Rebekah Duke: Thank you. So I recall hearing something about practice size affecting quality scoring from previous years. Is that still in effect for smaller practices?

Missi Thomas: Yes. So smaller practices will still continue to earn those six bonus points in the quality category and then in the performing interoperability category that will continue to be automatically reweighted.

This will help lessen the administrative burden, and so it can shift your focus to the quality measure category for those smaller practices. So let’s get on here. We’ll talk some changes here for each of the four categories. With quality still remains 30% of your total MIPS score. You still need to report six measures.

Of those six there must still have a minimum of one outcome or high priority measure. They’ve expanded the high priority measures to include health equity related quality measures. CMS is now placing emphasis on the social drivers of health. As you recall, you know, you’ve probably heard social drivers of health has become the number one thing most talked about when we’re talking patient outcomes. Most often a patient serious health problem is often linked to either poverty or other social conditions.

CMS has added one social drivers of health measure this year, and I would bet that moving forward CMS is going to continue to add the social drivers of health measures, you know, to the quality category, even the improvement activities and quite possibly even adding those measures to the cost category.

CMS added the high priority process measure, the quality measure 487. That is going to be your screening for social drivers of health. This measure is going to calculate the percentage of patients ages 18 and older who were screened for food insecurity, housing instability, transportation needs, utility difficulties, and then interpersonal safety.

Another change to note is that for large practices, CMS removed a three point floor from the quality measure scoring in 2023. So large practices will now receive between 1 and 10 points as long as they’ve reached the 70% data completeness requirements. They reached that minimum case requirement of 20 cases or more.

If they do not meet those minimum requirements or if the measure does not have a historical benchmark, then those large practices will receive zero points for the measure. You know, I wanna mention that small practices will continue to earn the three points for these measures, under the traditional MIPS program.

There was an update to the data completeness threshold. It will maintain the data completeness threshold at 70% for all payers in 2023. At least 70% of eligible events from each measure must be reported from the 12 month reporting period. However, this will increase to 75% for the 2024 and 2025 performance years.

So let’s talk quality measure inventory changes. CMS added nine new quality measure. Those new quality measures will have a seven point floor the first year, earning a minimum of seven points for that new measure and the first year of reporting. Those will drop to a five point floor the second year, earning a minimum of five points for the second year of reporting.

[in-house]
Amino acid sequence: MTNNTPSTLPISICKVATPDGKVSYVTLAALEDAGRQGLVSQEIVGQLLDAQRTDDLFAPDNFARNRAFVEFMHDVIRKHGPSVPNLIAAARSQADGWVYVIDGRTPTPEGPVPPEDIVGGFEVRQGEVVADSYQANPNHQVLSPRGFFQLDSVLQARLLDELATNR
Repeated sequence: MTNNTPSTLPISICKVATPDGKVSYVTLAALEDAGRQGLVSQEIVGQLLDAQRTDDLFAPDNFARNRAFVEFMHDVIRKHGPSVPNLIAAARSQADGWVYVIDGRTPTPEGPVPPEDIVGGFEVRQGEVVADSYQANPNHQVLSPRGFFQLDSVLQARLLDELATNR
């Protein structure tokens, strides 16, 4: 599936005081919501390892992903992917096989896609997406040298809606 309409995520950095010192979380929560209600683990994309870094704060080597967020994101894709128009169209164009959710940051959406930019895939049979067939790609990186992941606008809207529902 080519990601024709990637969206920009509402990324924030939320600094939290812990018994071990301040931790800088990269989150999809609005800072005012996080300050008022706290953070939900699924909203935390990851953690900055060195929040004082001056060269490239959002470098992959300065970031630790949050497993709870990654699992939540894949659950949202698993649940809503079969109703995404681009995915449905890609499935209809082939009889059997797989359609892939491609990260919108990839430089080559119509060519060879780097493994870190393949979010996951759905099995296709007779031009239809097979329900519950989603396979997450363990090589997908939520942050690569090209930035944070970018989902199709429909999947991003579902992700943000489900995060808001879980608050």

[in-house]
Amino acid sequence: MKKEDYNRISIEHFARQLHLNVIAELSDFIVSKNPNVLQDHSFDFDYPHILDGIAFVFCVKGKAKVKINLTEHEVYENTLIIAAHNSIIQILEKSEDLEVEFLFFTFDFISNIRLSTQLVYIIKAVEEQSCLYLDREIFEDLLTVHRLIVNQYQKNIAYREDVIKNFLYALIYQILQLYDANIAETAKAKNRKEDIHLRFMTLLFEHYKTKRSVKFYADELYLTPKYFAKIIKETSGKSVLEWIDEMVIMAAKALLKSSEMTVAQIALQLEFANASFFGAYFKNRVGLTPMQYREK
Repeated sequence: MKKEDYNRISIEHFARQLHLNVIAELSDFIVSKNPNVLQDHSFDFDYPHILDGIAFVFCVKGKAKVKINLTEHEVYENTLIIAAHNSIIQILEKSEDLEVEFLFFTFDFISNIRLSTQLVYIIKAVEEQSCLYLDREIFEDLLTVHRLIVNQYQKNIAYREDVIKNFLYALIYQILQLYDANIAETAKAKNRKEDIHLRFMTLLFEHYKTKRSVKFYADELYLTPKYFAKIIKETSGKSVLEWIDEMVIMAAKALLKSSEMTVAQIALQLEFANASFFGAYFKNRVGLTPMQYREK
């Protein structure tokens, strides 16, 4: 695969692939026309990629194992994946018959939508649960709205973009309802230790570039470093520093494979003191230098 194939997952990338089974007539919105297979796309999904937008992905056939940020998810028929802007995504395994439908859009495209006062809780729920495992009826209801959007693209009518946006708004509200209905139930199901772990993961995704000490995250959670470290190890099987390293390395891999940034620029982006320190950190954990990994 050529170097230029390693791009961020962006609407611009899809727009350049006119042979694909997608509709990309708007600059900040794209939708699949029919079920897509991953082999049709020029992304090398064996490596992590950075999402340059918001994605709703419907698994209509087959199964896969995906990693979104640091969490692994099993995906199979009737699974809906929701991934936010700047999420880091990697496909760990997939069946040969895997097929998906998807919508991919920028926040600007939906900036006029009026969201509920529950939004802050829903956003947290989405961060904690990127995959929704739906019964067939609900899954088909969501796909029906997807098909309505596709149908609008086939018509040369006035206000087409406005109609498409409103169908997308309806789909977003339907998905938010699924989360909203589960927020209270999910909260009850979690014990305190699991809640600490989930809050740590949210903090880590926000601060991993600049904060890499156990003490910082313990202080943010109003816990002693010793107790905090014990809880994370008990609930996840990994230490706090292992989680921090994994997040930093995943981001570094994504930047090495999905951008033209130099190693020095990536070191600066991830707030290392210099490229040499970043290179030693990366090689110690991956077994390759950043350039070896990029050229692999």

76 measures had substantive changes. CMS removed 11 quality measures. And they partially removed two measures. The biggest impact with the quality measure change, I think is that partial removal of the two quality measures.

Those I think were probably the most popular quality measures reported on. These were the flu and pneumonia vaccine measures. The measure 110 and 111. And I think this change is going to be felt by the majority of the providers reporting in 2023.

Rebekah Duke: Interesting. So this is going to make a big impact, as you’ve said. Can you explain a little bit how that will happen?

Missi Thomas: Yeah. So these were two of the easier quality measures to report on for our providers. You only had to report on this measure one time during the reporting year versus other measures that require interaction at all encounter levels. Exclusions were available for this measure. For example, if the patient did not receive the vaccine, you could document the reason and you could still earn credit for that patient.

CMS did, however, add a new immunization measure that includes more immunizations that they combined into one measure. Beginning in 2023, the flu and pneumonia vaccine measures will only be an option for those reporting at the MVP level.

Let’s go ahead and move on to the cost category. Just a few changes in the cost category for this year. Still remains 30% of your total MIPS score, a 12 month reporting window. These are calculated via the administrative claims, meaning that there’s no submission as needed. If practices do not have enough cases to meet the case minimum for any of the cost measures, they just won’t be scored on any of the cost measures and the points from those measures will be redistributed to other categories if none of them have met the case minimums.

Your improvement activities, same with costs, just a few changes. Still remains 15% of your total MIPS score. 90 days to a 12 month reporting window. Your large groups, which are those with more than 15 providers, need to achieve 40 points.